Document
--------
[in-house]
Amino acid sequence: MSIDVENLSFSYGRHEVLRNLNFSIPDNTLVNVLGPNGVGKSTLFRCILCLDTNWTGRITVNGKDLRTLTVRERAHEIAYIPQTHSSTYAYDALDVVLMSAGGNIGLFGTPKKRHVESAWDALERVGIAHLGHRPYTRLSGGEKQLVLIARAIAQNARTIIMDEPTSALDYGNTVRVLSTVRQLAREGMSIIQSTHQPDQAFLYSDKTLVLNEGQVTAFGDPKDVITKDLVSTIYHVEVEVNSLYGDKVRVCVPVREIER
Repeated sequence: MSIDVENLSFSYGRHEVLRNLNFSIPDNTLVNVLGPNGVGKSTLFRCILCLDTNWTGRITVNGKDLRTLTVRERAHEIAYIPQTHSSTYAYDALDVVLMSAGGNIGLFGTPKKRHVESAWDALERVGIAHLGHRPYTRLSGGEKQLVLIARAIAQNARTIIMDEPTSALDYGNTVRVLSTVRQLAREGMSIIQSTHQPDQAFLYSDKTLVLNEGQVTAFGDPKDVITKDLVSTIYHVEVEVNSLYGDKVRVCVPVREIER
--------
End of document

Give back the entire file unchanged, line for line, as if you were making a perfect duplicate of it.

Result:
[in-house]
Amino acid sequence: MSIDVENLSFSYGRHEVLRNLNFSIPDNTLVNVLGPNGVGKSTLFRCILCLDTNWTGRITVNGKDLRTLTVRERAHEIAYIPQTHSSTYAYDALDVVLMSAGGNIGLFGTPKKRHVESAWDALERVGIAHLGHRPYTRLSGGEKQLVLIARAIAQNARTIIMDEPTSALDYGNTVRVLSTVRQLAREGMSIIQSTHQPDQAFLYSDKTLVLNEGQVTAFGDPKDVITKDLVSTIYHVEVEVNSLYGDKVRVCVPVREIER
Repeated sequence: MSIDVENLSFSYGRHEVLRNLNFSIPDNTLVNVLGPNGVGKSTLFRCILCLDTNWTGRITVNGKDLRTLTVRERAHEIAYIPQTHSSTYAYDALDVVLMSAGGNIGLFGTPKKRHVESAWDALERVGIAHLGHRPYTRLSGGEKQLVLIARAIAQNARTIIMDEPTSALDYGNTVRVLSTVRQLAREGMSIIQSTHQPDQAFLYSDKTLVLNEGQVTAFGDPKDVITKDLVSTIYHVEVEVNSLYGDKVRVCVPVREIER